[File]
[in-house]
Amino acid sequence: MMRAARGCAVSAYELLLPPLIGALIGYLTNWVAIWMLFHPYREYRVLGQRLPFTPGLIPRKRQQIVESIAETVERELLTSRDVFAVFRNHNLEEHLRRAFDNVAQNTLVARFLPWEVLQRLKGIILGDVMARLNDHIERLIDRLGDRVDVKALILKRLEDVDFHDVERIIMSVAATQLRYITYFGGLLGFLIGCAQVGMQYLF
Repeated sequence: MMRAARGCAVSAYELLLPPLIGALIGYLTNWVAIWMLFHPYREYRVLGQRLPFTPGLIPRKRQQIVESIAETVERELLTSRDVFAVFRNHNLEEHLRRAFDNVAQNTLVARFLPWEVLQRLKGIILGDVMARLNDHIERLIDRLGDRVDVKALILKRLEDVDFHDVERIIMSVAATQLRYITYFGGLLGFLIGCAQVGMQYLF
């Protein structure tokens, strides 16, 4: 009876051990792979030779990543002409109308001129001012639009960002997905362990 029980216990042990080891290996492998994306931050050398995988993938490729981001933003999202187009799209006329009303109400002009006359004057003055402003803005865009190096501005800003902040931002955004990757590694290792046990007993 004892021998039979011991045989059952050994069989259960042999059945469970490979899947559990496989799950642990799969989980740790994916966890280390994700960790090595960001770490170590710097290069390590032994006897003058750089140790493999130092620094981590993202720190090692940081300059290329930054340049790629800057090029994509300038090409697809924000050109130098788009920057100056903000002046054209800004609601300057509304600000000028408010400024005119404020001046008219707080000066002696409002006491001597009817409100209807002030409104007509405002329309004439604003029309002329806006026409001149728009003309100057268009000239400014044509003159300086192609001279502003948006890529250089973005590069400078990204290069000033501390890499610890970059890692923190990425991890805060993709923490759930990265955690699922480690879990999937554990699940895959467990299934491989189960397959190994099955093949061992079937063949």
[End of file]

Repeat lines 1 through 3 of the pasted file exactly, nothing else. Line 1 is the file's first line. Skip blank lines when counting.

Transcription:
[in-house]
Amino acid sequence: MMRAARGCAVSAYELLLPPLIGALIGYLTNWVAIWMLFHPYREYRVLGQRLPFTPGLIPRKRQQIVESIAETVERELLTSRDVFAVFRNHNLEEHLRRAFDNVAQNTLVARFLPWEVLQRLKGIILGDVMARLNDHIERLIDRLGDRVDVKALILKRLEDVDFHDVERIIMSVAATQLRYITYFGGLLGFLIGCAQVGMQYLF
Repeated sequence: MMRAARGCAVSAYELLLPPLIGALIGYLTNWVAIWMLFHPYREYRVLGQRLPFTPGLIPRKRQQIVESIAETVERELLTSRDVFAVFRNHNLEEHLRRAFDNVAQNTLVARFLPWEVLQRLKGIILGDVMARLNDHIERLIDRLGDRVDVKALILKRLEDVDFHDVERIIMSVAATQLRYITYFGGLLGFLIGCAQVGMQYLF